'America's Got Talent': 'Big' Format Changes, Tougher Judges
"There was a lot of stuff that was going on last year that disrupted our broadcast," executive producer Jason Raff told THR of last year's ratings downturn.
America's Got Talent faces a new challenge as it heads into its eighth season.
Replacing Sharon Osbourne behind the judges table are Heidi Klum and Mel B, who made their debut at NBCUniversal summer press day Monday alongside returnees Howard Stern and Howie Mandel. In addition to moving to New York's storied Radio City Music Hall when live shows begin, producers hinted at other tweaks being made to the new season.
"We're making some changes around the way we do storytelling," executive producer Sam Donnelly told reporters, downplaying modifications. "They're all subtle changes rather than actual big format ones."
She added: "Generally it's a freshening up of how we tell stories, some backstage reality. We get to some of these guys (the judges) in more candid moments, which will be interesting. They don't know that yet."
Executive producer Jason Raff told The Hollywood Reporter later that having four judges, instead of three, "will add new story lines": "Most viewers won't notice it; we're showing more of the chaos that happens backstage."
"Having two new judges is a huge change for the show. Sharon had been with the show since the beginning (Osbourne was a judge since season two)," Raff said, adding that adding another judge gave "more experience to the table." "Two very opinionated people is definitely going to change the whole dynamic."
Mandel -- who dropped an F-bomb when Klum revealed that editors have to "snip snip snip" the footage sometimes -- noted that this season, it will be tougher for competitors to get through to the next round just based on the math. When two judges like someone and two judges don't, the competitor won't move forward. They require a true majority with three "yes" votes. "That's a big format change," Mandel countered.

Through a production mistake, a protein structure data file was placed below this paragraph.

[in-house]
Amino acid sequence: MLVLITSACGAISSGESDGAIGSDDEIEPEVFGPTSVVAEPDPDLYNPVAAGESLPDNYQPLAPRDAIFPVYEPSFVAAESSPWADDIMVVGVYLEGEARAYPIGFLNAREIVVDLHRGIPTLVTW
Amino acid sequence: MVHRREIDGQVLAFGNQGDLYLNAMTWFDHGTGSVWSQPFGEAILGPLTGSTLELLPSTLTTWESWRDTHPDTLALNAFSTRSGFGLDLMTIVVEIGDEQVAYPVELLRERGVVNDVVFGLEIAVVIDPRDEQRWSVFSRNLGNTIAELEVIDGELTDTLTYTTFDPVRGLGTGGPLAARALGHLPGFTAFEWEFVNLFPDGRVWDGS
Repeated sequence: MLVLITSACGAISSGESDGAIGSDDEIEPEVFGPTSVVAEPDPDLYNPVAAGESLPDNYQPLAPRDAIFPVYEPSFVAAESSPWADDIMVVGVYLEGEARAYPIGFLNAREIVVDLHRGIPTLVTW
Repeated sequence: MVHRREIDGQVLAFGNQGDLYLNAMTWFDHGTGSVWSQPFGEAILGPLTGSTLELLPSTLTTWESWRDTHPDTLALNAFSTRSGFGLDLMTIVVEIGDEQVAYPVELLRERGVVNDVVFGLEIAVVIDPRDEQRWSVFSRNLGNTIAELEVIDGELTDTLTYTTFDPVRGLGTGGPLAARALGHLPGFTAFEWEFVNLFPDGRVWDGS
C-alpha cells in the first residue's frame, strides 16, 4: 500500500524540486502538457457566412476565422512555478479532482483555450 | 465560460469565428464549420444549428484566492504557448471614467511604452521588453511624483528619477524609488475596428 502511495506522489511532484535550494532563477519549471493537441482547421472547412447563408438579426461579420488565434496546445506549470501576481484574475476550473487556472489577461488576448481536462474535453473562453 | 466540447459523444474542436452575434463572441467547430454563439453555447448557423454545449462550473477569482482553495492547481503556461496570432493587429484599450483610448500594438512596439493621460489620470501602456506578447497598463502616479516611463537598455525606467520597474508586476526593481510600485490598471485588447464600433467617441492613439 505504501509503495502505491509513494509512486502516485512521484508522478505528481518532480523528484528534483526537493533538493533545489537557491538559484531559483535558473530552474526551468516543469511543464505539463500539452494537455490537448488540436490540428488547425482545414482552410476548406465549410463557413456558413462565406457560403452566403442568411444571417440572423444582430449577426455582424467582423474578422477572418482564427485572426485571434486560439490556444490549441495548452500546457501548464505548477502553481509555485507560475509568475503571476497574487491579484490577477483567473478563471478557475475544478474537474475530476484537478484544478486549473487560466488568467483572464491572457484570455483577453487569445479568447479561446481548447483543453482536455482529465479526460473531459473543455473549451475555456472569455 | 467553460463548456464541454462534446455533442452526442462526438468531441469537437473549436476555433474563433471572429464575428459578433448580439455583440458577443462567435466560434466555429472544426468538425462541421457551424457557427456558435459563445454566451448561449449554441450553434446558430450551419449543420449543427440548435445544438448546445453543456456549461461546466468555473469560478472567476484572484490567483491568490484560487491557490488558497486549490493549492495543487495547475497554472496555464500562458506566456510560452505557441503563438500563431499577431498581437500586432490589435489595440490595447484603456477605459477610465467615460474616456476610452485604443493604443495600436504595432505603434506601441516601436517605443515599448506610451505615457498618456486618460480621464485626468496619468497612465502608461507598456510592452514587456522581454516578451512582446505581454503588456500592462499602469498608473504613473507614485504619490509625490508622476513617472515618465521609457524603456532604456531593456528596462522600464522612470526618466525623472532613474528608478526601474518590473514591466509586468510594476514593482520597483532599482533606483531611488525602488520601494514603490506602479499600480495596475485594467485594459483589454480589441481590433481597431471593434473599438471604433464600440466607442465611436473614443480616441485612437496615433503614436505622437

Ratings were down last season, and Raff attributed that to the earlier 8 p.m. slot. "NBC made a big decision this year which was to move it back to its original time starting at 9 to 11," Raff told THR. "I think in the summer at 8, the hut level is so low."
"That's part of the summer: People are out, it's still light out at 8 o'clock and so generally when you're on at 8, that's not the best time to be on in the summer," he said. "Nine o'clock is when people are starting to get back from their picnics and that has proven in the past to be a better time slot for us."
Another factor last season was that the program came up against the 2012 Summer Olympics and election coverage.
"There was a lot of stuff that was going on last year that disrupted our broadcast," Raff explained, who said the plan this season was for America's Got Talent to run uninterrupted in the summer. "It's up to NBC whether stuff changes but yeah."
Stern, who jabbed at his fellow cohorts during the session ("Didn't you guys get the menu? I'm the star of the show!" he deadpanned after Klum kept getting asked questions at start of the panel), is upping the ante this season. His goal? To search for an "international superstar."
In regards to Osbourne's fallout and eventual departure, Raff admitted to THR that he "didn't really learn anything." "She was done with the show and she went through her thing and it was a chance for us to try something different."
America's Got Talent premieres at 9 p.m. June 4 on NBC.
Sundance: On the Scene